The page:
The figures, published on Thursday by the Ministry of Justice, showed that 21,484 offenses were dealt with by the courts in England and Wales in 2018.
The ministry said 25,103 offenses had been recorded in 2009.
The figures also showed that 20 percent of those convicted or cautioned for knife-related offenses were aged under 18, Presstv reported.
They showed that only a third of all cases resulted in an immediate prison term although the average jail sentence rose to 7.8 months.
The figures come amid a heightened public debate about knife crimes and increased violence on the streets across Britain.
Nearly 40 people have been killed in stabbings in the country this year, including two 17-year-olds in London and Manchester whose unprovoked deaths sparked widespread public outrage.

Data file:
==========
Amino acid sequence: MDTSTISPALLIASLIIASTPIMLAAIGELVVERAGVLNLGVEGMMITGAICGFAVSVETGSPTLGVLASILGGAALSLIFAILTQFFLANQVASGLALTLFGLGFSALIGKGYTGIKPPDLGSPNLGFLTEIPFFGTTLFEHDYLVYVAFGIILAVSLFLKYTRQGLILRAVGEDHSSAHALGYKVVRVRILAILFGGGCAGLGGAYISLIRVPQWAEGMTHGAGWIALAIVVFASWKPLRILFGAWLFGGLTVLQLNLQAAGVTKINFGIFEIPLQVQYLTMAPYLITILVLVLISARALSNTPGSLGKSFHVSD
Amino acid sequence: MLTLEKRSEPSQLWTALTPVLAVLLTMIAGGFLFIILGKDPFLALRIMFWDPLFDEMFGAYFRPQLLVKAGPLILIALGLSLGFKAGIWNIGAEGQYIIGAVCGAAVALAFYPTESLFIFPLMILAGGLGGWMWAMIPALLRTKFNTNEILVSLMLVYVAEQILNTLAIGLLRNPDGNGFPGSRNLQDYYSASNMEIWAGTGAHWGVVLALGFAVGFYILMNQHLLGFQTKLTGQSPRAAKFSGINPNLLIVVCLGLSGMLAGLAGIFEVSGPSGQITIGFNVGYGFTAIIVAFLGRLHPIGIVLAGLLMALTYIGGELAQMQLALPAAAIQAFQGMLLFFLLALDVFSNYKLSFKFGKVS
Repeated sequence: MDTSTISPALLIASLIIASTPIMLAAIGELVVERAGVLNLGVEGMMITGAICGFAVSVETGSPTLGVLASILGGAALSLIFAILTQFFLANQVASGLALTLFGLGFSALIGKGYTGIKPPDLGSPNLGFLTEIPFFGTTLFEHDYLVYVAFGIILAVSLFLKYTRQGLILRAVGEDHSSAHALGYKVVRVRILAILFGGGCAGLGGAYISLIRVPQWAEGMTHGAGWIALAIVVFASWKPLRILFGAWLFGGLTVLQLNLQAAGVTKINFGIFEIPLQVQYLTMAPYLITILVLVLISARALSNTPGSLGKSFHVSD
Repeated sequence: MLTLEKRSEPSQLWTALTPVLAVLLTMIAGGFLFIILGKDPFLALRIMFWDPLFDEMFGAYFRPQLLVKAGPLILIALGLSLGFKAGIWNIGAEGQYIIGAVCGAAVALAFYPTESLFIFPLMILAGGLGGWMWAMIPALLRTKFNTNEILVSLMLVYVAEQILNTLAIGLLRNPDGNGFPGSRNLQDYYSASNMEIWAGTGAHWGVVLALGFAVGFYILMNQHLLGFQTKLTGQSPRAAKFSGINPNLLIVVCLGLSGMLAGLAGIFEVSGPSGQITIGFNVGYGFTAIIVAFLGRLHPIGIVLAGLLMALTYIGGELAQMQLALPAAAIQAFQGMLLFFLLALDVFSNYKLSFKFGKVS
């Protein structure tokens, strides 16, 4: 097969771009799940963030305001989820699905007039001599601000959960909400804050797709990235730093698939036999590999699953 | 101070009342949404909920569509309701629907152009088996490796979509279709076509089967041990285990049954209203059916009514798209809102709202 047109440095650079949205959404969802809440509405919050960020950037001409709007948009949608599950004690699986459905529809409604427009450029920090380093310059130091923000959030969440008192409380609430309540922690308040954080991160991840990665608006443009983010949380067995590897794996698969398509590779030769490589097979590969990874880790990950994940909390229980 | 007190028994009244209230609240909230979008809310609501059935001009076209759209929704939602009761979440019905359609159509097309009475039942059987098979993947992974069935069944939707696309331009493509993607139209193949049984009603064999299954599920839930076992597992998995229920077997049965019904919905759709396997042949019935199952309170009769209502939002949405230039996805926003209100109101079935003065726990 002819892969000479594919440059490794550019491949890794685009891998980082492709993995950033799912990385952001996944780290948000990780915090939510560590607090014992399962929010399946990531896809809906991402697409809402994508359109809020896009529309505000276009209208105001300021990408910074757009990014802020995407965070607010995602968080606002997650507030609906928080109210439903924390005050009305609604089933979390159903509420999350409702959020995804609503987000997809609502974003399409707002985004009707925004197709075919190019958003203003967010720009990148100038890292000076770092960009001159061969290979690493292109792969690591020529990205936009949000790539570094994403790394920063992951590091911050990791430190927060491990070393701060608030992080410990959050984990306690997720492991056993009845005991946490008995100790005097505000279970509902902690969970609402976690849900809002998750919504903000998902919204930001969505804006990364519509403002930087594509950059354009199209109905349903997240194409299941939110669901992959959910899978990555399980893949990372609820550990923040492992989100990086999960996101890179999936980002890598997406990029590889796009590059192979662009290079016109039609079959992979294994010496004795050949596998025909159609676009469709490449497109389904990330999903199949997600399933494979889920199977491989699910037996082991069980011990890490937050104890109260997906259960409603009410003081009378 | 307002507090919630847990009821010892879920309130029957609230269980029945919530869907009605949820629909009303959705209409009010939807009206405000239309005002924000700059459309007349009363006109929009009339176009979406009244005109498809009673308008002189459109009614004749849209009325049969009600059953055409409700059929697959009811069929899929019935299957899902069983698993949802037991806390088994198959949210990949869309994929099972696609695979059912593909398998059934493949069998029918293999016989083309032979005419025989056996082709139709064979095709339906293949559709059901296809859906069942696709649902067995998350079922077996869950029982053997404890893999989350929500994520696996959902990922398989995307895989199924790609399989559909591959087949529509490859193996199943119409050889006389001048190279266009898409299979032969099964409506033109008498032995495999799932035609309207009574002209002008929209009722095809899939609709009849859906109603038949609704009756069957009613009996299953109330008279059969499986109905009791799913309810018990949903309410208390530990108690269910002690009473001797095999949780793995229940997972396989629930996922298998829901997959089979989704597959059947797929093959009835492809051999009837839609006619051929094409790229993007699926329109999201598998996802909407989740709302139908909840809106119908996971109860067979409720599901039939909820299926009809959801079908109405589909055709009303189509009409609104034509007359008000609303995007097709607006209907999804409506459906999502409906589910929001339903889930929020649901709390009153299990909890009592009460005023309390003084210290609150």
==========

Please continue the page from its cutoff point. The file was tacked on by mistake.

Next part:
Feeling the public pressure, the government has promised extra funds for an understaffed police which many believe have been unable to see to all emergencies.
Official statistics published last year showed that a record number of people, a total of 285, had been killed with a knife or sharp instrument, the highest ever seen since official data gathering began in 1946.
Authorities have also launched a scheme in UK’s second largest city of Birmingham to equip citizens with life-saving kits that could be used in times of stabbing emergencies.
The Home Office (interior ministry) said the kits, meant to control bleeding of victims until medics reach the scene, would be placed in crowded places in all cities across the UK if the pilot scheme in Birmingham succeeds.